I updated the picture to which you referred. So it looks a bit better now. In particular, note the pink light on the back wall and the spot of it down the left in the middle. You can see the pink reflect itself onto the adjacent wall. I didn't put any of that in there. It was already in there, locked up in the image. And quite inaccessible if the orange mask hadn't been removed. But once the mask is removed all you need to use are colour balance controls to flush out all the colours. There's still a bit of work (and art) required in the colour balancing but at least it becomes achievable rather than impossible. For example, I guessed from the angle of the light that it must be sunrise or sunset, so the wall must be warmer than it looked in the original. By assuming such I then went looking for it and found it. I found a distinction in colour between the light and shadow happening, so tweaked the colour balance a tad and it just popped right out. Which was such a delight. It meant I was close to a balance that would unlock the colours across the entire image. And sure enough, a happy by-product (as will happen) is that the flesh tones improved considerably. No longer a ghastly purple!

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Re: Removing Orange Mask from Colour Negative Scans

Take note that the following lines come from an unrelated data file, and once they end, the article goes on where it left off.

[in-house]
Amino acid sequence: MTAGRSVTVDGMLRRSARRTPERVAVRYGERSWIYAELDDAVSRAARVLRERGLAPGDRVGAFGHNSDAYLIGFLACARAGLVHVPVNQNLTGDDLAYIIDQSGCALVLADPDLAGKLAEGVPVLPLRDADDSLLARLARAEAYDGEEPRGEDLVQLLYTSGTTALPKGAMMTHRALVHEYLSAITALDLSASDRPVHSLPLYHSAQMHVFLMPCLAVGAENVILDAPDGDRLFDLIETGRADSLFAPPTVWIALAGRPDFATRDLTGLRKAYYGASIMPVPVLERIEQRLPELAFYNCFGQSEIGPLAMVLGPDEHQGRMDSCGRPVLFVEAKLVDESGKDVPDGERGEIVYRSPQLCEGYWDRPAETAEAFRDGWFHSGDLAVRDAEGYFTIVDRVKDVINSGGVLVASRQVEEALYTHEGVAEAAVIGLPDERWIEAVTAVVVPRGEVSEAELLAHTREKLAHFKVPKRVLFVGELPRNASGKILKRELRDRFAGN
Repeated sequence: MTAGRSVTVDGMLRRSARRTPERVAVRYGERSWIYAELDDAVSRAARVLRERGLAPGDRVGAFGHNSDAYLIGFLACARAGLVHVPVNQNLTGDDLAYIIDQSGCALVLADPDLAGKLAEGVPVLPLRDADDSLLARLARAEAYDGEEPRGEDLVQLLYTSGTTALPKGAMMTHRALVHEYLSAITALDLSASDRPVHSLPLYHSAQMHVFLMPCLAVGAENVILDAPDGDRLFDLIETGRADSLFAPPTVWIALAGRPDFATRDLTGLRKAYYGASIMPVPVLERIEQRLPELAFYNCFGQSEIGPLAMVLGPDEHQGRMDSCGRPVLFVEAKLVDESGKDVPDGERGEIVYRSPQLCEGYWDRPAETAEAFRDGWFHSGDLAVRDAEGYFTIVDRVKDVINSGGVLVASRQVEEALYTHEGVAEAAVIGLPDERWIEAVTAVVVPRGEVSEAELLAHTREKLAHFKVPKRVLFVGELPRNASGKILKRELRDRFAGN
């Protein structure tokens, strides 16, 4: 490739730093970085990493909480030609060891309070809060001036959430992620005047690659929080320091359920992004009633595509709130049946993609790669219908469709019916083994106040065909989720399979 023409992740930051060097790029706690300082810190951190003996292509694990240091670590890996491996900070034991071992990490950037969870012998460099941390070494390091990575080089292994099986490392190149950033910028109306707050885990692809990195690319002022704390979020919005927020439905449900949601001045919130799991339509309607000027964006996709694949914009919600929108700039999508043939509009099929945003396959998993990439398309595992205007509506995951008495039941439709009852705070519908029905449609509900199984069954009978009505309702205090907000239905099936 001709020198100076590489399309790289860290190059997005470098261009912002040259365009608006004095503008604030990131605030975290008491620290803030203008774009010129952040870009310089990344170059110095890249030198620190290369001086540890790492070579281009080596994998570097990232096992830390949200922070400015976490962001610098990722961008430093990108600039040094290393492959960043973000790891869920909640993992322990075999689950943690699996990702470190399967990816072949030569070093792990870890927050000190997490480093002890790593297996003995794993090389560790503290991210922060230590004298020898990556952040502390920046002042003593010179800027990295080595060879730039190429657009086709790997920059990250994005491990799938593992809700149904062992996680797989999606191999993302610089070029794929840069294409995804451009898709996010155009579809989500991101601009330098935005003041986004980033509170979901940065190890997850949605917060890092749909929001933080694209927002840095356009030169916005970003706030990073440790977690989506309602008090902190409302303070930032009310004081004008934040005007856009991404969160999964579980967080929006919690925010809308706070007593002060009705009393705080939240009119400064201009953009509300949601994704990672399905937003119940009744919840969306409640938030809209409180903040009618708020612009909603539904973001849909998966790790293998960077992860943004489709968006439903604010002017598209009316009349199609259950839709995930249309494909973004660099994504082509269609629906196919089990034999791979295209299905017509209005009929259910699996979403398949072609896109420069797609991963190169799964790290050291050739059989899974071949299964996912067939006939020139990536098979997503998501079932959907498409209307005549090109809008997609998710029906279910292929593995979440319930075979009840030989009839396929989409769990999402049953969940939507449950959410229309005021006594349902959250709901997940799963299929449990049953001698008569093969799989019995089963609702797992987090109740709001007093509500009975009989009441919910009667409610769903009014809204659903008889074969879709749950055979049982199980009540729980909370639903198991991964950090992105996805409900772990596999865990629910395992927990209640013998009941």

Post by PyrodsTechnology » Mon Jun 09, 2014 12:27 pm

Carl, since you have updated/changed those pictures, my previous comment becomes useless

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Re: Removing Orange Mask from Colour Negative Scans

Post by carllooper » Mon Jun 09, 2014 2:49 pm

PyrodsTechnology wrote:Carl, since you have updated/changed those pictures, my previous comment becomes useless
By no means useless, as it inspired me to rework the image to better support the argument about removing the orange mask.

But yes, without the image to which you referred, your comments look incorrect. But you were exactly right. The one I did before looked terrible in exactly the way you described. I must have created it while my screen was in a desaturated mode. Anyway I intended to post the updated image in a new post but when preparing the image for the post I inadvertently overwrote the old one on the server, and therefore the image in the previous post. But I no longer had the original one that was there - so thought it best to just clarify the situation in a subsequent post. And more so here.

cheers
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Re: Removing Orange Mask from Colour Negative Scans

Post by milesandjules » Tue Jun 10, 2014 1:22 am

I liked the one you had originally, cause in that the soldiers pants looked blacker now I think they look to blue like the original.

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Re: Removing Orange Mask from Colour Negative Scans

Post by carllooper » Tue Jun 10, 2014 1:46 am